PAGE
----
- manner, disposition, feeling, position, etc., with regard to a person or thing; tendency or orientation, especially of the mind: a negative attitude; group attitudes.
- position or posture of the body appropriate to or expressive of an action, emotion, etc.: a threatening attitude; a relaxed attitude.
- Aeronautics. the inclination of the three principal axes of an aircraft relative to the wind, to the ground, etc.
- Ballet. a pose in which the dancer stands on one leg, the other bent behind.
Origin of attitude
Examples from the Web for attitudinal
The reference is to attitudinal response, to Weltanschauung.Piper in the Woods
Philip K. Dick
- the way a person views something or tends to behave towards it, often in an evaluative way
- a theatrical pose created for effect (esp in the phrase strike an attitude)
- a position of the body indicating mood or emotion
- informal a hostile mannerdon't give me attitude, my girl
- the orientation of an aircraft's axes in relation to some plane, esp the horizontalSee also axis 1 (def. 1)
- the orientation of a spacecraft in relation to its direction of motion
- ballet a classical position in which the body is upright and one leg raised and bent behind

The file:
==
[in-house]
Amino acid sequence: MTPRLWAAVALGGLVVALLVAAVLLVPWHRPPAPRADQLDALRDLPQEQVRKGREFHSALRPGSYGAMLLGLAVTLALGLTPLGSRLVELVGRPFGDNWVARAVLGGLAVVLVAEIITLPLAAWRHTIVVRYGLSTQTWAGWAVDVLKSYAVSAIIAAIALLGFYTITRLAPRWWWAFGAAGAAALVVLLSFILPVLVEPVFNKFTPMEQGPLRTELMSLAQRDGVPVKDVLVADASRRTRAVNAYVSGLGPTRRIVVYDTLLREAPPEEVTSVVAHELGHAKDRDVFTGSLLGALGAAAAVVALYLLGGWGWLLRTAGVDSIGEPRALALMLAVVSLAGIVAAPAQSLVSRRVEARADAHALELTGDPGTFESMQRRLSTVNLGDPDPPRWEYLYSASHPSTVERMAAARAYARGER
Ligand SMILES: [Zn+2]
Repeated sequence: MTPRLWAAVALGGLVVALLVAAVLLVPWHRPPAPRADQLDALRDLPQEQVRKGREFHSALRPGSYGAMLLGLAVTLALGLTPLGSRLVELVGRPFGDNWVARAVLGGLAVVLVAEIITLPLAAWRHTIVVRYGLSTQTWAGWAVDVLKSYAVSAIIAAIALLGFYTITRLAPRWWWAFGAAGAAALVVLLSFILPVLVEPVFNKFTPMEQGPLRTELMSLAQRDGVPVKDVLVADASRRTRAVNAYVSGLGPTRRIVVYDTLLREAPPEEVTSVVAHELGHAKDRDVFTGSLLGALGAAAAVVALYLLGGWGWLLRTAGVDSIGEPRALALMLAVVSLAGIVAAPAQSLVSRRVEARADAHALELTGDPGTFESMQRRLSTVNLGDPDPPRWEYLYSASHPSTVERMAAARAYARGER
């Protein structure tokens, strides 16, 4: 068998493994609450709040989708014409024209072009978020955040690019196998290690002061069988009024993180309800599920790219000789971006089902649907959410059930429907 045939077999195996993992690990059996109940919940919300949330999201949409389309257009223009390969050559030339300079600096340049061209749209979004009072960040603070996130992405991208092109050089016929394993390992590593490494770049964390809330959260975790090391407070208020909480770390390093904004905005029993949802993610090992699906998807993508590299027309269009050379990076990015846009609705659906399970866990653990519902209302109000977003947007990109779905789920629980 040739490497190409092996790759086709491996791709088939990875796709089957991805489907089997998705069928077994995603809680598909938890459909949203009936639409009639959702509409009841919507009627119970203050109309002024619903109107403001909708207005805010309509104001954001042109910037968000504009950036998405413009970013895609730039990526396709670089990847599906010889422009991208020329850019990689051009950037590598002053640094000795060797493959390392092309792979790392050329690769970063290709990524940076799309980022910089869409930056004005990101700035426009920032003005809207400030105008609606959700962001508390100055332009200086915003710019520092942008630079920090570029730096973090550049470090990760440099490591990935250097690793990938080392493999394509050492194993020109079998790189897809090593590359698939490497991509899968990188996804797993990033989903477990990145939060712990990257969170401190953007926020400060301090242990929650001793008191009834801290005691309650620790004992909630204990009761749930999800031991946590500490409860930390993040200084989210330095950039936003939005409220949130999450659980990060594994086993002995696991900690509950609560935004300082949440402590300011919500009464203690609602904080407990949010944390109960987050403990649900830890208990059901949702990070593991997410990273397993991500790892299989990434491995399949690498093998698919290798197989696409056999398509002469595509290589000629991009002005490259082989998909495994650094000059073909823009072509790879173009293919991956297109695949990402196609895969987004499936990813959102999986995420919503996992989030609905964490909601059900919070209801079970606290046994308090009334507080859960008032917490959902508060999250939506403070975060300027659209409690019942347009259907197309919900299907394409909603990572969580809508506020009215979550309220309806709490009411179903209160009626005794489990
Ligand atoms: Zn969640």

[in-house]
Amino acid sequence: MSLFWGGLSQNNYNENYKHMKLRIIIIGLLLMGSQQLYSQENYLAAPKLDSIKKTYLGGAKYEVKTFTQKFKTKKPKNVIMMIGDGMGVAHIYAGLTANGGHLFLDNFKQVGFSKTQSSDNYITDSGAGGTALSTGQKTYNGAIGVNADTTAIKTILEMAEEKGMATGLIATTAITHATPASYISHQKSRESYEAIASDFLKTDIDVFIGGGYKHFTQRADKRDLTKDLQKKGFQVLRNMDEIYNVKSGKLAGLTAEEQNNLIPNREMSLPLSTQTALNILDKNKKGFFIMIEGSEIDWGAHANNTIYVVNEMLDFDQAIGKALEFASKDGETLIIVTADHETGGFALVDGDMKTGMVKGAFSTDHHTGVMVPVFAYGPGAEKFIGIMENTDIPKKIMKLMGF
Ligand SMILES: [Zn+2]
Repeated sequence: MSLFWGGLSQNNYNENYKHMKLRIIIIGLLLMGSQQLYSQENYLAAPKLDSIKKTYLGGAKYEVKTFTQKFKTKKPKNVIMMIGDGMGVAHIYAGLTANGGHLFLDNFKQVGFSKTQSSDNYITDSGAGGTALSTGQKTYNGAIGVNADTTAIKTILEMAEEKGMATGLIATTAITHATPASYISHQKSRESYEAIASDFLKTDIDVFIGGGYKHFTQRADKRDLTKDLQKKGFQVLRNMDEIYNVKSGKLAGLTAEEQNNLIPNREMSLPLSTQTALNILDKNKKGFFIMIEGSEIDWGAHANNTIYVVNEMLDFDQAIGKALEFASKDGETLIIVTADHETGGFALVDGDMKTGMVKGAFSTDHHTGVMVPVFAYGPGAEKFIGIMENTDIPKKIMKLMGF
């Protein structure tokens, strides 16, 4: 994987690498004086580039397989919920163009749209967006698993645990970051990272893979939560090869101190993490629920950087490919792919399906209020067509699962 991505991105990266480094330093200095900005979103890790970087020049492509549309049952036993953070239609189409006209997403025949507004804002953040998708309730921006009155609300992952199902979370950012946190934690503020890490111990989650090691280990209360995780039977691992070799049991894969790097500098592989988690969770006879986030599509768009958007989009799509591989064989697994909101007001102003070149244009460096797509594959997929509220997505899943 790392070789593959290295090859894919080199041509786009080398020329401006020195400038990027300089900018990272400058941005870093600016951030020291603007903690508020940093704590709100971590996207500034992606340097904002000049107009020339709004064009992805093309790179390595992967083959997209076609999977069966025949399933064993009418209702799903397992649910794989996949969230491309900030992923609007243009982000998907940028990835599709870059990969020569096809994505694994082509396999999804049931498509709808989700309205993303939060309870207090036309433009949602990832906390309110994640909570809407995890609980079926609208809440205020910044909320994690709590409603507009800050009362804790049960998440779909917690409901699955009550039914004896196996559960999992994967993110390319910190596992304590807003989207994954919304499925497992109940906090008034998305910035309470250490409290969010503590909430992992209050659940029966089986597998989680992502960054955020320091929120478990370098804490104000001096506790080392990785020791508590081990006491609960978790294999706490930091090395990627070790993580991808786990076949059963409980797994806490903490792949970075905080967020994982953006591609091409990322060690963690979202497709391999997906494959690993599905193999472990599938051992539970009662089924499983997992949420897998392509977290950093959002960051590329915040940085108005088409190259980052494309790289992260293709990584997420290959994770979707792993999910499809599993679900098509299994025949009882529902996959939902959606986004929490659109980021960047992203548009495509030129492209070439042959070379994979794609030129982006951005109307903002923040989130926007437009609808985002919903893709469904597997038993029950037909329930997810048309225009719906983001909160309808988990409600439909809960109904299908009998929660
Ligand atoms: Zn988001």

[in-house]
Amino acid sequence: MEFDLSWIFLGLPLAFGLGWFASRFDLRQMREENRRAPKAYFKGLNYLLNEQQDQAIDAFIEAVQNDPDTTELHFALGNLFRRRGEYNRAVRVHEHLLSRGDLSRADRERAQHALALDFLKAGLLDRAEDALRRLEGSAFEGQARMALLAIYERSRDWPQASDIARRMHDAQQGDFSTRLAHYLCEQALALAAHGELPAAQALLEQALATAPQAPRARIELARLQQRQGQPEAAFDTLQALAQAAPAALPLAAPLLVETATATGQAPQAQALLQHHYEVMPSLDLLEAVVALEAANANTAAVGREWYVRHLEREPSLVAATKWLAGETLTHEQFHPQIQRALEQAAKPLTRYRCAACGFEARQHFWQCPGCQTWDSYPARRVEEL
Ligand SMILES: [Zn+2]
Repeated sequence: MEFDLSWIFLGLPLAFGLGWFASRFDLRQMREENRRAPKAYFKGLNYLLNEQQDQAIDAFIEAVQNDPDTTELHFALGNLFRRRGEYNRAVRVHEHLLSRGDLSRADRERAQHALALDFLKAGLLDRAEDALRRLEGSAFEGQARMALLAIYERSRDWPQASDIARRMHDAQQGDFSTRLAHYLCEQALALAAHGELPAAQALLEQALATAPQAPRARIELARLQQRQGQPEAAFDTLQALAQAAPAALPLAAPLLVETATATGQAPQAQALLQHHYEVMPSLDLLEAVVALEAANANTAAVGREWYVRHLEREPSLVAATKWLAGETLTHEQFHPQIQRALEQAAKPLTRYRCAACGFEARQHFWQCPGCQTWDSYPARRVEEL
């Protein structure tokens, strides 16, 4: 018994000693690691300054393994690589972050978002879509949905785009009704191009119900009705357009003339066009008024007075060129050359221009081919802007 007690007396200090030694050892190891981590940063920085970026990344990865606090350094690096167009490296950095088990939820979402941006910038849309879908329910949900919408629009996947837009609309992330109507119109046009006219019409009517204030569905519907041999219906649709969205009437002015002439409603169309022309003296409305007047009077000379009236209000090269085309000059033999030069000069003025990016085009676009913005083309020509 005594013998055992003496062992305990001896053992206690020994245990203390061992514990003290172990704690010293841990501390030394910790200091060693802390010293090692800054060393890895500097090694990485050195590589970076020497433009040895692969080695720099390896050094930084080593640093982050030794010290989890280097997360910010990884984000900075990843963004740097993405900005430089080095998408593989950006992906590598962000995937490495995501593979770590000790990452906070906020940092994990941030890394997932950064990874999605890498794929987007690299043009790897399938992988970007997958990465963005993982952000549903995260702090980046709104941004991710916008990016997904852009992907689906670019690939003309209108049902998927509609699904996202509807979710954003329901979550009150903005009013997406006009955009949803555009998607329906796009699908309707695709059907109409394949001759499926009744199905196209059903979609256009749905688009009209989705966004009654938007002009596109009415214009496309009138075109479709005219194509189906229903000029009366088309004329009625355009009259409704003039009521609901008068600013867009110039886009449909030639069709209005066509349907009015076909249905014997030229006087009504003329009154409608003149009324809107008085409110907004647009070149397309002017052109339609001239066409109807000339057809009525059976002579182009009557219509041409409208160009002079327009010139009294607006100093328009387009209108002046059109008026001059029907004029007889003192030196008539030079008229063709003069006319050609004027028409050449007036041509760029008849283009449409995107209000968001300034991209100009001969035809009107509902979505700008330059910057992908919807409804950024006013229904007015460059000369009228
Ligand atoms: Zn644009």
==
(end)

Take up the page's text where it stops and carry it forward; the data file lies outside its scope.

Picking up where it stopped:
Word Origin and History for attitudinal
1660s, via French attitude (17c.), from Italian attitudine "disposition, posture," also "aptness, promptitude," from Late Latin aptitudinem (nominative aptitudo; see aptitude). Originally 17c. a technical term in art for the posture of a figure in a statue or painting; later generalized to "a posture of the body supposed to imply some mental state" (1725). Sense of "settled behavior reflecting feeling or opinion" is first recorded 1837. Connotations of "antagonistic and uncooperative" developed by 1962 in slang.
- The position of the body and limbs; posture.
- A manner of acting.
- A relatively stable and enduring predisposition to behave or react in a characteristic way.